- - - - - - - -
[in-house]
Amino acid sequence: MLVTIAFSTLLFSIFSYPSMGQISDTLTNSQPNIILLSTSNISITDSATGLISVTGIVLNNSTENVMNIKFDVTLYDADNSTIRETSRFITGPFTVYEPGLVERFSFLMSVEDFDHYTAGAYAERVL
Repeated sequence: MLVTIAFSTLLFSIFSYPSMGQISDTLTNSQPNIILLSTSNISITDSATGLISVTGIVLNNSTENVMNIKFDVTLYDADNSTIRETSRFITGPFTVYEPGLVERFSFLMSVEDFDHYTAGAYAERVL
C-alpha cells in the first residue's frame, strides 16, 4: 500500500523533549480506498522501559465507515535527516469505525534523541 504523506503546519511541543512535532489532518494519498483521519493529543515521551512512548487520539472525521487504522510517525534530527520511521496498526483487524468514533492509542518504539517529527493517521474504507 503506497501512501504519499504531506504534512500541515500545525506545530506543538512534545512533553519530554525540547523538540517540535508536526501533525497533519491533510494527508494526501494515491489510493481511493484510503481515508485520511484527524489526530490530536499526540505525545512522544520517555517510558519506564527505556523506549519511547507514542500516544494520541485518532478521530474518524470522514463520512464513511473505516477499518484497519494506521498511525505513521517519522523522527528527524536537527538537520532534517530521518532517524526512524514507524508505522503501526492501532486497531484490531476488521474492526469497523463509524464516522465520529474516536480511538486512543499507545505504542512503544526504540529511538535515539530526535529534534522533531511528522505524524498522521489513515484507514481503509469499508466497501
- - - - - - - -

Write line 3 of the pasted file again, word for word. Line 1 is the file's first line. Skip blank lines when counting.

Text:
Repeated sequence: MLVTIAFSTLLFSIFSYPSMGQISDTLTNSQPNIILLSTSNISITDSATGLISVTGIVLNNSTENVMNIKFDVTLYDADNSTIRETSRFITGPFTVYEPGLVERFSFLMSVEDFDHYTAGAYAERVL